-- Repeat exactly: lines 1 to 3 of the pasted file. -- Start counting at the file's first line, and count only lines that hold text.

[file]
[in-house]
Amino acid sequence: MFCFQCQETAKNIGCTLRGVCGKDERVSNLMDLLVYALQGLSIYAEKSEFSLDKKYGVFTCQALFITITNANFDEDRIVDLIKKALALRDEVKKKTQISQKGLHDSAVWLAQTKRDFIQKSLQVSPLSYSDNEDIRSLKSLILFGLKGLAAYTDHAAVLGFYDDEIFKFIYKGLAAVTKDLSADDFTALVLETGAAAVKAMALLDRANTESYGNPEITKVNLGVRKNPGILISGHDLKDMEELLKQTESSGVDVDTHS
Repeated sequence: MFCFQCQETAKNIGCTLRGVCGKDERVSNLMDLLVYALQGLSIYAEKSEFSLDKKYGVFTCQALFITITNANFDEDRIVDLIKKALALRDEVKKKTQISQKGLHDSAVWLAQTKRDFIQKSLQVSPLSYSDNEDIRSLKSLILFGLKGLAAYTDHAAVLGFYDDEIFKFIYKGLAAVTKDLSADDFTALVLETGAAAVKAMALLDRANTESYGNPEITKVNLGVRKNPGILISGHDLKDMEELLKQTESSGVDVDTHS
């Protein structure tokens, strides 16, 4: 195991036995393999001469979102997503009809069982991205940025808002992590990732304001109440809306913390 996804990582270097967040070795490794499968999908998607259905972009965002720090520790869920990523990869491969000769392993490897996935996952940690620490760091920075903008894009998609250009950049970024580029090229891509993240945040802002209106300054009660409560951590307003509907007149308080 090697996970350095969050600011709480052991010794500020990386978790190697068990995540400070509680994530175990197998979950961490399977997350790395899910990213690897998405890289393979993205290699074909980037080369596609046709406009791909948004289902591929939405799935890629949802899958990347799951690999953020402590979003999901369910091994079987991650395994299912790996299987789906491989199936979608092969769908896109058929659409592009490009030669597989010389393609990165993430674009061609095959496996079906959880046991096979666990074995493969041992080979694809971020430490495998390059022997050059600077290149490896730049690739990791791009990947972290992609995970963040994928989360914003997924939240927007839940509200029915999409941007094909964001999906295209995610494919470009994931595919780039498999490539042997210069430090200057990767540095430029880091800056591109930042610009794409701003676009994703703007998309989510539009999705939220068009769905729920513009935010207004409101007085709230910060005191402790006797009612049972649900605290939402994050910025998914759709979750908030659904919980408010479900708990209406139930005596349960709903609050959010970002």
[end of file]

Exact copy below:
[in-house]
Amino acid sequence: MFCFQCQETAKNIGCTLRGVCGKDERVSNLMDLLVYALQGLSIYAEKSEFSLDKKYGVFTCQALFITITNANFDEDRIVDLIKKALALRDEVKKKTQISQKGLHDSAVWLAQTKRDFIQKSLQVSPLSYSDNEDIRSLKSLILFGLKGLAAYTDHAAVLGFYDDEIFKFIYKGLAAVTKDLSADDFTALVLETGAAAVKAMALLDRANTESYGNPEITKVNLGVRKNPGILISGHDLKDMEELLKQTESSGVDVDTHS
Repeated sequence: MFCFQCQETAKNIGCTLRGVCGKDERVSNLMDLLVYALQGLSIYAEKSEFSLDKKYGVFTCQALFITITNANFDEDRIVDLIKKALALRDEVKKKTQISQKGLHDSAVWLAQTKRDFIQKSLQVSPLSYSDNEDIRSLKSLILFGLKGLAAYTDHAAVLGFYDDEIFKFIYKGLAAVTKDLSADDFTALVLETGAAAVKAMALLDRANTESYGNPEITKVNLGVRKNPGILISGHDLKDMEELLKQTESSGVDVDTHS